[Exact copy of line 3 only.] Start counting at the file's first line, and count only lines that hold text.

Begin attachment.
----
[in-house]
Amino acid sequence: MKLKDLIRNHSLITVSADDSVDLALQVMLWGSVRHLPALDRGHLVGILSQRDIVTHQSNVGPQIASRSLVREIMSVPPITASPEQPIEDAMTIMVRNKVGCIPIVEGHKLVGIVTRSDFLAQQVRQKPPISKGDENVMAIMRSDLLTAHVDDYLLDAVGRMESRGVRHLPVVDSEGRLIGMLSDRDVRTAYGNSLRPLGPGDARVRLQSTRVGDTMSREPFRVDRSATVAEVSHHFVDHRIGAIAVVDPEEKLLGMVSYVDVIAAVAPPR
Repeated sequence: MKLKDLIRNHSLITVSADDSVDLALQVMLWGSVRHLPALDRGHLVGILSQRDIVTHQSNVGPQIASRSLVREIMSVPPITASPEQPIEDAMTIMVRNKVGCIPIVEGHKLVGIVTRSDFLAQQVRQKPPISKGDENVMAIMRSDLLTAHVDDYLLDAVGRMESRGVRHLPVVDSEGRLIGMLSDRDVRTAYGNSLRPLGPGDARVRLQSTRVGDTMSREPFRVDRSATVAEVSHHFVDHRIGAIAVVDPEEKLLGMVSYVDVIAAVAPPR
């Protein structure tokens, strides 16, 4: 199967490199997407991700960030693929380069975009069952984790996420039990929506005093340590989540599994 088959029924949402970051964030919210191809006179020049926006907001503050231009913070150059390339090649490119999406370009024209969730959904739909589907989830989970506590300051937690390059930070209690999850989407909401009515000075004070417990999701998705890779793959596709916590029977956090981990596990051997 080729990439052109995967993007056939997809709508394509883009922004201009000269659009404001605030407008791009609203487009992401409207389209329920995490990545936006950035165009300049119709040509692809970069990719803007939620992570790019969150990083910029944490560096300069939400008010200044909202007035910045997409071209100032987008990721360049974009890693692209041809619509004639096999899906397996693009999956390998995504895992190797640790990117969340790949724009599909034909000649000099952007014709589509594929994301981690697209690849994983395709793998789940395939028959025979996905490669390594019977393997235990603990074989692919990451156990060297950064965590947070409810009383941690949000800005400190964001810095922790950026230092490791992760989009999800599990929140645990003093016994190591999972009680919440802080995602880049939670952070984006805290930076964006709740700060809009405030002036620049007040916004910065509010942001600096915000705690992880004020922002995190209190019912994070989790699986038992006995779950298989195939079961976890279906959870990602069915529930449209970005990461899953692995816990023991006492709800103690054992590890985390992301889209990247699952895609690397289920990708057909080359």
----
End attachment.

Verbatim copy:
Repeated sequence: MKLKDLIRNHSLITVSADDSVDLALQVMLWGSVRHLPALDRGHLVGILSQRDIVTHQSNVGPQIASRSLVREIMSVPPITASPEQPIEDAMTIMVRNKVGCIPIVEGHKLVGIVTRSDFLAQQVRQKPPISKGDENVMAIMRSDLLTAHVDDYLLDAVGRMESRGVRHLPVVDSEGRLIGMLSDRDVRTAYGNSLRPLGPGDARVRLQSTRVGDTMSREPFRVDRSATVAEVSHHFVDHRIGAIAVVDPEEKLLGMVSYVDVIAAVAPPR